Investigating slow shock in low-impedance materials using a direct impact Hopkinson bar setup
Albert-Ludwigs-Universität Freiburg, Sustainable Systems Engineering – INATECH, Emmy-noetherstraße 2, 79110 Freiburg, Germany
2 Fraunhofer Institute for High-Speed Dynamics, Ernst-Mach-Institut – EMI, Ernst-zermelo-straße 4, 79104 Freiburg, Germany
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Published online: 9 September 2021
This work implements a direct impact Hopkinson bar, suitable for investigating the evolution of dynamic force equilibrium in low-impedance materials. Polycarbonate as the bar material favours for a long pulse duration of 2.6 ms for an overall length of only 5 m, allowing to compress large specimens to high strains. This setup is applied to polyurethane foams with different densities ranging from 80 - 240 kg/m3. Dynamic compression tests are performed at strain rates of 0.0017, 0.5 and 500 /s on the foams at room temperature. Depending on density, they show a saturation in increase of yield strength at strain rates of 500 /s, or even show a negative strain rate sensitivity for the lowest density. This behaviour is explained by comparing the dynamic force equilibrium to a phenomenon similar to shock in solid materials: For low densities and high rates of strain, homogeneous compression is replaced by a localized collapse front with a jump in stress across the front. Digital image correlation is performed to analyse elastic and plastic compaction waves by means of Lagrange diagrams.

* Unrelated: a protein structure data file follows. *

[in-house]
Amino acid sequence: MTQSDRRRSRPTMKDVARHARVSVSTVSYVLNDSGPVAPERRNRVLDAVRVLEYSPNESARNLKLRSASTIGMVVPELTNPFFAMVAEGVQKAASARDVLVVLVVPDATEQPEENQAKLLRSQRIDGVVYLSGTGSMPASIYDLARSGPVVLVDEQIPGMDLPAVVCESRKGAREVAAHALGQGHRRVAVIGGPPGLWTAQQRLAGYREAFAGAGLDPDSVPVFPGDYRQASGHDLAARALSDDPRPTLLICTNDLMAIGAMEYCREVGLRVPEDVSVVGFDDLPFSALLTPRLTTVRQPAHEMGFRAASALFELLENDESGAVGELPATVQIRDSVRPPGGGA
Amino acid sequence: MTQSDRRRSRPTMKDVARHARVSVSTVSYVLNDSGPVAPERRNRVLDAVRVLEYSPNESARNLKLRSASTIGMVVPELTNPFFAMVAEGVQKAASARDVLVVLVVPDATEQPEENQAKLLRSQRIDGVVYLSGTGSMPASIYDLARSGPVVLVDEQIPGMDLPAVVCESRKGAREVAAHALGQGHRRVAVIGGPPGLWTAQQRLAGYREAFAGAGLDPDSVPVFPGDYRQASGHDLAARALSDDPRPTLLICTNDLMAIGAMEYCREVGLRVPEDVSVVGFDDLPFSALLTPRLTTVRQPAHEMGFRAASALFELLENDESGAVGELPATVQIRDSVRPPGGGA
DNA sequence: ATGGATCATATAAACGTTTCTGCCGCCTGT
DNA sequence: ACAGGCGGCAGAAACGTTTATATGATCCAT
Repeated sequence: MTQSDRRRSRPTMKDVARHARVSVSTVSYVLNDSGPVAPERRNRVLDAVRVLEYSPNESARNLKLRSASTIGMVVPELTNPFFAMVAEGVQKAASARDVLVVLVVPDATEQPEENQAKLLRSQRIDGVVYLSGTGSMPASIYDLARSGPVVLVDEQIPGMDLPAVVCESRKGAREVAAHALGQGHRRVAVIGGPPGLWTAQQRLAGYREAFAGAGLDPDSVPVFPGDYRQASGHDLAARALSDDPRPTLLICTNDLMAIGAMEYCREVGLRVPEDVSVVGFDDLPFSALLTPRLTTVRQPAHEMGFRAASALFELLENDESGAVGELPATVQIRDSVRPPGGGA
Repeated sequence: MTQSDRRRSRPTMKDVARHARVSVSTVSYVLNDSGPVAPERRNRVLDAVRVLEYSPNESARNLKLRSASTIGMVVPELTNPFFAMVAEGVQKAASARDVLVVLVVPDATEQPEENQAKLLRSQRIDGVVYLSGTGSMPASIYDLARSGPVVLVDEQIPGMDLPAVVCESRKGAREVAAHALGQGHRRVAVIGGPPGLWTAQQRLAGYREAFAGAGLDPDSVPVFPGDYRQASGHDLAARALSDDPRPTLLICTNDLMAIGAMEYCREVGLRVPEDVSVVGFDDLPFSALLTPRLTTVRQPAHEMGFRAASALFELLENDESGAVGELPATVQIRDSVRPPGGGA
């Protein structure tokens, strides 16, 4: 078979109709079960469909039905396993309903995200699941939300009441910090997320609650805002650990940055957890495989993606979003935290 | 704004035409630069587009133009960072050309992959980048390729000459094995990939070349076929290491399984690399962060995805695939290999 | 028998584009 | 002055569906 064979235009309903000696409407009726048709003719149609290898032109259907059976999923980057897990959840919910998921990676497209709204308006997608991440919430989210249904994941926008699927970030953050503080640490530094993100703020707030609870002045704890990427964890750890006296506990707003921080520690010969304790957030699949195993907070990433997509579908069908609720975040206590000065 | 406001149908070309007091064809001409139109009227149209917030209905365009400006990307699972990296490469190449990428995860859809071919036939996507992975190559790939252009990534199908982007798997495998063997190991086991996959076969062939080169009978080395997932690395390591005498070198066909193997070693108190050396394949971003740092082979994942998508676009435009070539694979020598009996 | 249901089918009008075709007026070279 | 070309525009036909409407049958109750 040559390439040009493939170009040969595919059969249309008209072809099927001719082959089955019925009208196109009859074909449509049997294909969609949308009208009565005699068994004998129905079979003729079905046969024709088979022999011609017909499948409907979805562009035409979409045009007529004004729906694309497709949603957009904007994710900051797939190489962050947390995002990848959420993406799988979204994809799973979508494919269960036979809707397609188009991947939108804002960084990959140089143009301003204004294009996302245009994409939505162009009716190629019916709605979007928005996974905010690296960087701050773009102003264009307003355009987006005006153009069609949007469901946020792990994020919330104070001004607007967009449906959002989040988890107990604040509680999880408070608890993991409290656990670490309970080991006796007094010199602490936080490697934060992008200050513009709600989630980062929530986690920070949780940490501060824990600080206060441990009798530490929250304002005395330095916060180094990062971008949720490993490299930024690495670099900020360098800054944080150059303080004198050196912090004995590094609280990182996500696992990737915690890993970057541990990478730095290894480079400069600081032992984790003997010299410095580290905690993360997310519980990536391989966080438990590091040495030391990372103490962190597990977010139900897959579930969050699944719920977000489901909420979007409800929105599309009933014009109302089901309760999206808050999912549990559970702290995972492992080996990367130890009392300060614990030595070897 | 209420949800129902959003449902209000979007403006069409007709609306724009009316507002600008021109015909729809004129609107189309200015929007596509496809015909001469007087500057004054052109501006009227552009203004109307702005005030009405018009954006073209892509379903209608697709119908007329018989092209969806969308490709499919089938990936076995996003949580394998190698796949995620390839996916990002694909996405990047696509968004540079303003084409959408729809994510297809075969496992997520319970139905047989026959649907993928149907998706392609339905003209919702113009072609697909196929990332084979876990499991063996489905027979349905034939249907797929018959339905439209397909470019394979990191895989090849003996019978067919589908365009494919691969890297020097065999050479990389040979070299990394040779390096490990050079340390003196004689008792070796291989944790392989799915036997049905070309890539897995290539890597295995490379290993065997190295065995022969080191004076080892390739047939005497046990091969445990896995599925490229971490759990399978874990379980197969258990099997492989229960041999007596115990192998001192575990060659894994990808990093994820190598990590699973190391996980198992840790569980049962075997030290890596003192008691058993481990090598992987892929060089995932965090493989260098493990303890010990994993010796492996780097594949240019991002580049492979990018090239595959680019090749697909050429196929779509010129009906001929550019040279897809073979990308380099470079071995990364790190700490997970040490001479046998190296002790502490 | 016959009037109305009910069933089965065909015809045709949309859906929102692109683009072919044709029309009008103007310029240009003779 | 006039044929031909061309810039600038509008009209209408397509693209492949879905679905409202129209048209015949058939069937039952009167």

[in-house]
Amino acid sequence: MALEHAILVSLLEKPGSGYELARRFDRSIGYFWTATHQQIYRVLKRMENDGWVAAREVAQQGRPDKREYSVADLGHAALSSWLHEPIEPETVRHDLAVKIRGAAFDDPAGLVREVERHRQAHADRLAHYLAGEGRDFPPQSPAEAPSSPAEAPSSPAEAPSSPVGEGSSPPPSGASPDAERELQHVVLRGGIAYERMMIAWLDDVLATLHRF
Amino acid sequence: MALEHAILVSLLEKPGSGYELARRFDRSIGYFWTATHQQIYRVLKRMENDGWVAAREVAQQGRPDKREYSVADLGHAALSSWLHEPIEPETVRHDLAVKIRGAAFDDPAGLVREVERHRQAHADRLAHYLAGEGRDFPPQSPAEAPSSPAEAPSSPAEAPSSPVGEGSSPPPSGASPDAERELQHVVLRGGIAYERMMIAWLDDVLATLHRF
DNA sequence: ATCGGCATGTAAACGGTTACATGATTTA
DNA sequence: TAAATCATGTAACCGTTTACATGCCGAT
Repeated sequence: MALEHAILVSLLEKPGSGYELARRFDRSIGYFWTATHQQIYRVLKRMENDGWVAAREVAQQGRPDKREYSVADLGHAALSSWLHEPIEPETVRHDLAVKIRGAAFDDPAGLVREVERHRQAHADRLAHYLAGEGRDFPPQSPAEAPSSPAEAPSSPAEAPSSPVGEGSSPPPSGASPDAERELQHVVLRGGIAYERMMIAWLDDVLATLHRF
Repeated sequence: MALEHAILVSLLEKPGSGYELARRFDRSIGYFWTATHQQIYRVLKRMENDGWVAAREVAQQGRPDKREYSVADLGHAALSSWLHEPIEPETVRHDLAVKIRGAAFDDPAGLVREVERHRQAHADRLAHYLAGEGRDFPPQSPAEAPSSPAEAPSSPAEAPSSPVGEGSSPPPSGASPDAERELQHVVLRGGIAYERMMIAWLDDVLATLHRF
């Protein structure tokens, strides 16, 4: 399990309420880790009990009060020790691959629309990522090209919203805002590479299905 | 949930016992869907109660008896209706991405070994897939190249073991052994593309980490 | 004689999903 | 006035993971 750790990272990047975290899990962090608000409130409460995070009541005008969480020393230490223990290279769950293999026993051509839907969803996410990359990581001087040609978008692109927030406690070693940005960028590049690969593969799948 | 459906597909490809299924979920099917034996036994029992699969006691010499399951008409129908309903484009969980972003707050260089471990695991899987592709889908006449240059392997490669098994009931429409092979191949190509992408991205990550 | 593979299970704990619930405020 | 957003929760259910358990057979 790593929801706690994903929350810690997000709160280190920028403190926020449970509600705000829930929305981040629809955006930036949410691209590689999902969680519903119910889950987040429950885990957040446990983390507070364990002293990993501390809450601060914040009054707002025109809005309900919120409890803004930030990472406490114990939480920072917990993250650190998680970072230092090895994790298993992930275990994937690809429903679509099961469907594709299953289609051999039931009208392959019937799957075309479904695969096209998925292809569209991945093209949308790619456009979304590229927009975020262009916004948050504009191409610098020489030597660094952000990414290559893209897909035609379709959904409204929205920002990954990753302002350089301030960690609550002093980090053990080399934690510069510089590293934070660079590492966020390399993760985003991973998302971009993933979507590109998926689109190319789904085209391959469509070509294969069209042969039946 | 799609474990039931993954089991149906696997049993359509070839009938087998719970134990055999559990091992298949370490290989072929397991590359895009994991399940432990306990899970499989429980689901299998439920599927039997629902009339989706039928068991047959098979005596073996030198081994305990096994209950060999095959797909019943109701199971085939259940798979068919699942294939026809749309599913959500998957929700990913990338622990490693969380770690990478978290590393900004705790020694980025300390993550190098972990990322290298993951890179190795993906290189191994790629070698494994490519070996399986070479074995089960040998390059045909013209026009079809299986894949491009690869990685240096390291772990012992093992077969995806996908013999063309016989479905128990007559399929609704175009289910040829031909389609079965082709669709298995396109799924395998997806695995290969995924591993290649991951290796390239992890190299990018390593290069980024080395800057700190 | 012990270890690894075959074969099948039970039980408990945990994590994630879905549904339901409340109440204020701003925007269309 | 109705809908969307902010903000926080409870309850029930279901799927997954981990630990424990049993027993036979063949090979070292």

© The Authors, published by EDP Sciences, 2021
This is an Open Access article distributed under the terms of the Creative Commons Attribution License 4.0, which permits unrestricted use, distribution, and reproduction in any medium, provided the original work is properly cited.